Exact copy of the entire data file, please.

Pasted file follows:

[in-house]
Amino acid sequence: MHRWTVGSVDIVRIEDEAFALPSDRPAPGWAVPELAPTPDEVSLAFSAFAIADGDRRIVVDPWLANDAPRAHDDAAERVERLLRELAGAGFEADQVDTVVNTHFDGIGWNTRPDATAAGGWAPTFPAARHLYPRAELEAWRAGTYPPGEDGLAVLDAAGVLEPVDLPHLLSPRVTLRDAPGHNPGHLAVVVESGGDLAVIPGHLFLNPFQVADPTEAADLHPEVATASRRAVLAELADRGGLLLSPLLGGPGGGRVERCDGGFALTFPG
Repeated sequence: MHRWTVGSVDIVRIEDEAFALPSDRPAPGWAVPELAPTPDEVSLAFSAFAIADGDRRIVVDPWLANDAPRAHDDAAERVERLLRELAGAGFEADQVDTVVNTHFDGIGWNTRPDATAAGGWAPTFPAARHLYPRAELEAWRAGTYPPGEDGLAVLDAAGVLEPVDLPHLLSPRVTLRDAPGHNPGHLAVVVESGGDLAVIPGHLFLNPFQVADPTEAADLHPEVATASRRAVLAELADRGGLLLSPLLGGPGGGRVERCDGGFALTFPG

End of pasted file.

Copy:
[in-house]
Amino acid sequence: MHRWTVGSVDIVRIEDEAFALPSDRPAPGWAVPELAPTPDEVSLAFSAFAIADGDRRIVVDPWLANDAPRAHDDAAERVERLLRELAGAGFEADQVDTVVNTHFDGIGWNTRPDATAAGGWAPTFPAARHLYPRAELEAWRAGTYPPGEDGLAVLDAAGVLEPVDLPHLLSPRVTLRDAPGHNPGHLAVVVESGGDLAVIPGHLFLNPFQVADPTEAADLHPEVATASRRAVLAELADRGGLLLSPLLGGPGGGRVERCDGGFALTFPG
Repeated sequence: MHRWTVGSVDIVRIEDEAFALPSDRPAPGWAVPELAPTPDEVSLAFSAFAIADGDRRIVVDPWLANDAPRAHDDAAERVERLLRELAGAGFEADQVDTVVNTHFDGIGWNTRPDATAAGGWAPTFPAARHLYPRAELEAWRAGTYPPGEDGLAVLDAAGVLEPVDLPHLLSPRVTLRDAPGHNPGHLAVVVESGGDLAVIPGHLFLNPFQVADPTEAADLHPEVATASRRAVLAELADRGGLLLSPLLGGPGGGRVERCDGGFALTFPG